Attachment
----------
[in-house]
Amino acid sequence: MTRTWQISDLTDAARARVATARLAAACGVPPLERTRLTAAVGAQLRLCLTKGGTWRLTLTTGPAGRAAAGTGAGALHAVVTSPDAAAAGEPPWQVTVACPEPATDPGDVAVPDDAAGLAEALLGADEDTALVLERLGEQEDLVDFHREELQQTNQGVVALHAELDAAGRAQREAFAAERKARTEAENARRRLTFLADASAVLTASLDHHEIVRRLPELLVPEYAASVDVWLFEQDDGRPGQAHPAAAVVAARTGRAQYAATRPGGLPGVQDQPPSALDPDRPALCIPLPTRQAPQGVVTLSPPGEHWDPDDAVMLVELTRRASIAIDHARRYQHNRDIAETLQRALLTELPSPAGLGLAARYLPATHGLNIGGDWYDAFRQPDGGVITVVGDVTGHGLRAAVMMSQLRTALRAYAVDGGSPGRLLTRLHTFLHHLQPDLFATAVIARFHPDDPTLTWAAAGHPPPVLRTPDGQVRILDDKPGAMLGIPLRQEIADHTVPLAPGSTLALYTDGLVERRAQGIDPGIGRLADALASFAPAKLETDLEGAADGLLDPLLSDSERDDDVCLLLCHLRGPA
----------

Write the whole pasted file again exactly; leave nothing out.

[in-house]
Amino acid sequence: MTRTWQISDLTDAARARVATARLAAACGVPPLERTRLTAAVGAQLRLCLTKGGTWRLTLTTGPAGRAAAGTGAGALHAVVTSPDAAAAGEPPWQVTVACPEPATDPGDVAVPDDAAGLAEALLGADEDTALVLERLGEQEDLVDFHREELQQTNQGVVALHAELDAAGRAQREAFAAERKARTEAENARRRLTFLADASAVLTASLDHHEIVRRLPELLVPEYAASVDVWLFEQDDGRPGQAHPAAAVVAARTGRAQYAATRPGGLPGVQDQPPSALDPDRPALCIPLPTRQAPQGVVTLSPPGEHWDPDDAVMLVELTRRASIAIDHARRYQHNRDIAETLQRALLTELPSPAGLGLAARYLPATHGLNIGGDWYDAFRQPDGGVITVVGDVTGHGLRAAVMMSQLRTALRAYAVDGGSPGRLLTRLHTFLHHLQPDLFATAVIARFHPDDPTLTWAAAGHPPPVLRTPDGQVRILDDKPGAMLGIPLRQEIADHTVPLAPGSTLALYTDGLVERRAQGIDPGIGRLADALASFAPAKLETDLEGAADGLLDPLLSDSERDDDVCLLLCHLRGPA